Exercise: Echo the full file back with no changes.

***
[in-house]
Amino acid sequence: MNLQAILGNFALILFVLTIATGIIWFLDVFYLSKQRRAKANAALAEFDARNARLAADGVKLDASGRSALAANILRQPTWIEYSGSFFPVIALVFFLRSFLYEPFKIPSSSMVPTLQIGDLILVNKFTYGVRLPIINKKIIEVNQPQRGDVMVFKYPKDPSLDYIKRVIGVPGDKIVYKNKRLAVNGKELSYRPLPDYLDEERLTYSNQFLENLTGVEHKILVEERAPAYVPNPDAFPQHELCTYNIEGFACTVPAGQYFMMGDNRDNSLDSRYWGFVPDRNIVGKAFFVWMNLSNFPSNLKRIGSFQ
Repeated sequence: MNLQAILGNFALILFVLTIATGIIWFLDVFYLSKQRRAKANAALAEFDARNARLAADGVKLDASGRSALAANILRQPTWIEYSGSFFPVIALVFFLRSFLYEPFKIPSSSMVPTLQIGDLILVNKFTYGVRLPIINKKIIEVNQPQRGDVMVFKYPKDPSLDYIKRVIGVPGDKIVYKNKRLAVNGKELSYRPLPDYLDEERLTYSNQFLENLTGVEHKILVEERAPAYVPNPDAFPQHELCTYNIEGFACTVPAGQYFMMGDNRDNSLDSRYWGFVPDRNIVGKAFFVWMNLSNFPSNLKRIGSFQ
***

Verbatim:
[in-house]
Amino acid sequence: MNLQAILGNFALILFVLTIATGIIWFLDVFYLSKQRRAKANAALAEFDARNARLAADGVKLDASGRSALAANILRQPTWIEYSGSFFPVIALVFFLRSFLYEPFKIPSSSMVPTLQIGDLILVNKFTYGVRLPIINKKIIEVNQPQRGDVMVFKYPKDPSLDYIKRVIGVPGDKIVYKNKRLAVNGKELSYRPLPDYLDEERLTYSNQFLENLTGVEHKILVEERAPAYVPNPDAFPQHELCTYNIEGFACTVPAGQYFMMGDNRDNSLDSRYWGFVPDRNIVGKAFFVWMNLSNFPSNLKRIGSFQ
Repeated sequence: MNLQAILGNFALILFVLTIATGIIWFLDVFYLSKQRRAKANAALAEFDARNARLAADGVKLDASGRSALAANILRQPTWIEYSGSFFPVIALVFFLRSFLYEPFKIPSSSMVPTLQIGDLILVNKFTYGVRLPIINKKIIEVNQPQRGDVMVFKYPKDPSLDYIKRVIGVPGDKIVYKNKRLAVNGKELSYRPLPDYLDEERLTYSNQFLENLTGVEHKILVEERAPAYVPNPDAFPQHELCTYNIEGFACTVPAGQYFMMGDNRDNSLDSRYWGFVPDRNIVGKAFFVWMNLSNFPSNLKRIGSFQ